The resurrection of Jesus Christ is fundamental to the Christian faith. It is a non-negotiable fact, and indispensable to what it means to be a Christian. Author and Bible teacher, Charles Price, commemorates Easter Sunday with a rich exposition on a new birth we are given in Jesus Christ, because of His resurrection, and the living hope we have in Him by being born again of the Spirit.
Interestingly, in God’s response to Job, He does not once refer to Job’s suffering, nor to the role Satan played, but for four chapters speaks of Himself. It is the closest autobiography we are given of God in Scripture, and is remarkable for both what God says and what He does not say. This week, Charles Price explains the connotations of God’s response, which gives Job an entirely new perspective. Throughout his ordeal, Job had heard nothing from God until He speaks out of the storm, and from this, we learn important aspects about the silence of God in our darkest times.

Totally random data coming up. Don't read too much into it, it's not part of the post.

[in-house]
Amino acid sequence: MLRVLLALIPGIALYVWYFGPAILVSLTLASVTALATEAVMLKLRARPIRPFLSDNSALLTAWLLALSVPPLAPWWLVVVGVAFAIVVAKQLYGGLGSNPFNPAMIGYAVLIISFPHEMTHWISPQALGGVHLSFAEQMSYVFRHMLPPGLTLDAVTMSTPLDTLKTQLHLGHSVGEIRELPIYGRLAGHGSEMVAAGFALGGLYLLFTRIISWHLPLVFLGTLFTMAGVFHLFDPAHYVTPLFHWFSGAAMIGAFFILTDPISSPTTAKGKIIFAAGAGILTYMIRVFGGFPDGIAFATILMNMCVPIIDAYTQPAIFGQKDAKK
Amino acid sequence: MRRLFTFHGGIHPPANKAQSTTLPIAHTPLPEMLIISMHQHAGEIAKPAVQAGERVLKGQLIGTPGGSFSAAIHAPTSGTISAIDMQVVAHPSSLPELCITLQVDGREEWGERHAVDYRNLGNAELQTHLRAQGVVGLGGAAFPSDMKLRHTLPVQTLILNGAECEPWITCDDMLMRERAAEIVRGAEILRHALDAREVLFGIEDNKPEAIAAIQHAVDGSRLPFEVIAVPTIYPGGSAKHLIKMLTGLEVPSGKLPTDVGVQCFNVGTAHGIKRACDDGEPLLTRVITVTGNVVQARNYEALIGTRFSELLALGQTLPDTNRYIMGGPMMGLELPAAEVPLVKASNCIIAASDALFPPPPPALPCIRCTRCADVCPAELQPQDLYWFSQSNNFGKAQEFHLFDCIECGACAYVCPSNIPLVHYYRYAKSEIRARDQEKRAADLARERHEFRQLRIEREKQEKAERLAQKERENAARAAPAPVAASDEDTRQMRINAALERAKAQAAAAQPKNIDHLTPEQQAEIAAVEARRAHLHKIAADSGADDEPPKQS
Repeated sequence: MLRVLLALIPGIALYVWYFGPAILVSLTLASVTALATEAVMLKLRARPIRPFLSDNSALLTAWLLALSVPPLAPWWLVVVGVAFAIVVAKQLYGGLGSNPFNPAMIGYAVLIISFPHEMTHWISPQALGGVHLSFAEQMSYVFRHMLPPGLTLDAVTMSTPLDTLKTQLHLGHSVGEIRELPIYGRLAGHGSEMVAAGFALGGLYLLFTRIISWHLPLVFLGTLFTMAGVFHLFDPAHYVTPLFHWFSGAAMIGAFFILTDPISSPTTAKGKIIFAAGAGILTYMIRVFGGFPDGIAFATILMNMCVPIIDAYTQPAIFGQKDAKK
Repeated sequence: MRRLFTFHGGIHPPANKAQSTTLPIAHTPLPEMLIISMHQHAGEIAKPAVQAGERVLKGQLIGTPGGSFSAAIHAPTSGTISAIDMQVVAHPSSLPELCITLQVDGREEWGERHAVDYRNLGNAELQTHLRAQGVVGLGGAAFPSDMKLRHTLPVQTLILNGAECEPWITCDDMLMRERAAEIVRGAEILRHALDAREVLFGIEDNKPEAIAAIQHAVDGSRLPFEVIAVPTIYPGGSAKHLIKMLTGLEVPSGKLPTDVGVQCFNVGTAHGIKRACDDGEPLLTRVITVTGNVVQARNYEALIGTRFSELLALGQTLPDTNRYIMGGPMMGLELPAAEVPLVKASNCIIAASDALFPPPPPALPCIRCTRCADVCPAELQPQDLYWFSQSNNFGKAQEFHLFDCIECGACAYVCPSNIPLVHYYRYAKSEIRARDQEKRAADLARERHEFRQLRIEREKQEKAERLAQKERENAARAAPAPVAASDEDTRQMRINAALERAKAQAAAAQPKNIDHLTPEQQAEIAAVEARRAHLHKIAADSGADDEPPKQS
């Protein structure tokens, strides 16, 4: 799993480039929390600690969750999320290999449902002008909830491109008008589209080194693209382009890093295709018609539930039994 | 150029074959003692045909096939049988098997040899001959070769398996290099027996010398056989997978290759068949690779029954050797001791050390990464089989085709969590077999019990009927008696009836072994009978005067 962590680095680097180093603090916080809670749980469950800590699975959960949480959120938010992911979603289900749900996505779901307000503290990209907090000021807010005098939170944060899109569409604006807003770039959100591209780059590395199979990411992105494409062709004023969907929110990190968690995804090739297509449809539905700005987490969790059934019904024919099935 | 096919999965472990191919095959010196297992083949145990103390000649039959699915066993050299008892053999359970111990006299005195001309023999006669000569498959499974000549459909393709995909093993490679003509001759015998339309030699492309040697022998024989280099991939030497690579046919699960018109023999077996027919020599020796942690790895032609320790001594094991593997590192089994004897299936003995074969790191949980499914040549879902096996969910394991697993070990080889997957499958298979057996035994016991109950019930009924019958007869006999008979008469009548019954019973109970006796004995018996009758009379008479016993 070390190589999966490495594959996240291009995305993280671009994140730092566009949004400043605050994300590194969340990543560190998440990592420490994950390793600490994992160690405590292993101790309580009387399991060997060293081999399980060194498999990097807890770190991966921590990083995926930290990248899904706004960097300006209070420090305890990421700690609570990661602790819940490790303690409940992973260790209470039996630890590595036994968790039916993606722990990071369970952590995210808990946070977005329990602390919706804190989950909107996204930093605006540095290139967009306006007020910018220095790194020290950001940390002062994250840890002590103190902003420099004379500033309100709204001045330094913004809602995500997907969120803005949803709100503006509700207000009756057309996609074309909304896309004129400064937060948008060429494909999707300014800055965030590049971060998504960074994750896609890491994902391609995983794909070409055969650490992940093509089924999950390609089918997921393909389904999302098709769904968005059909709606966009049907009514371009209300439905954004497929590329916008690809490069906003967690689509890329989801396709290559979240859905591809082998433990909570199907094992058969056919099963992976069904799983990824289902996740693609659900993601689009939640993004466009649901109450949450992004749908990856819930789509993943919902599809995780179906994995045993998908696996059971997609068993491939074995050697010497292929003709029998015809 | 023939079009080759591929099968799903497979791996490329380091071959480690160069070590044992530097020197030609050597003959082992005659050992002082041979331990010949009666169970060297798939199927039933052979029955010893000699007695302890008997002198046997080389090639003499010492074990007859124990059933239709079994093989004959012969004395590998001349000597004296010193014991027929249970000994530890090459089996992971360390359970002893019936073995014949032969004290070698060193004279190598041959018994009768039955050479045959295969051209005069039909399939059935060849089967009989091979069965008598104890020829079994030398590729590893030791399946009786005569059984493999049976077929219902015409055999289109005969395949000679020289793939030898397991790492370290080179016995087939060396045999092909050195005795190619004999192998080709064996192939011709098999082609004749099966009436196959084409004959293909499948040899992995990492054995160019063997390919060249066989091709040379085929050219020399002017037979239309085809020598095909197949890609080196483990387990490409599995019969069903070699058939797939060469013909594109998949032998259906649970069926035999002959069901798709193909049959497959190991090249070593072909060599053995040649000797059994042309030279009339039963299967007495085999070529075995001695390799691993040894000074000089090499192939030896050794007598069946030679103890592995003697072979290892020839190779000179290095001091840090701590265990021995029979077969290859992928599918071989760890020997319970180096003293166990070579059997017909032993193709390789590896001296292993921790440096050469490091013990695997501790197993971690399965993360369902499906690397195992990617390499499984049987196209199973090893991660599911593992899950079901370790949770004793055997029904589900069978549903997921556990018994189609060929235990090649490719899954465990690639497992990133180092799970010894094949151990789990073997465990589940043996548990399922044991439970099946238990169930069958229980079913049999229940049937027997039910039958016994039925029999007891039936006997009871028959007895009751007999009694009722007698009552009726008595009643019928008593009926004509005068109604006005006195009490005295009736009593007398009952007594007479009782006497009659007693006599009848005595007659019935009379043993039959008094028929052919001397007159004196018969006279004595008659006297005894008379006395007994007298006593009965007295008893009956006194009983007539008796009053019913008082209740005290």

Job has four friends who come to console him in his time of suffering, but end up condemning him, because they are convinced he has committed sin against God. Last week, we heard how Eliphaz and Bildad arrived at their conclusions as to why Job was suffering. This week, Charles Price takes an in depth look at what Zophar and Elihu have to say. All their conclusions are built on false premises, and we come to understand any reasoning for one’s suffering must be rooted in the love of God if we are going to be of comfort.
Four friends of Job, Eliphaz, Bildad, Zophar and Eluid hear of the catastrophe that had befallen Job, and set out to visit him with intentions of sympathizing and comforting. Instead, they end up accusing, criticizing and condemning. Job calls them ‘miserable comforters’. Author and Bible teacher, Charles Price, gives us insight into the explanations for Job’s suffering as given by his first two friends, Eliphaz and Bildad. From it, we learn what not to assume as to why we are suffering, and what not to say or presume when comforting others in their suffering.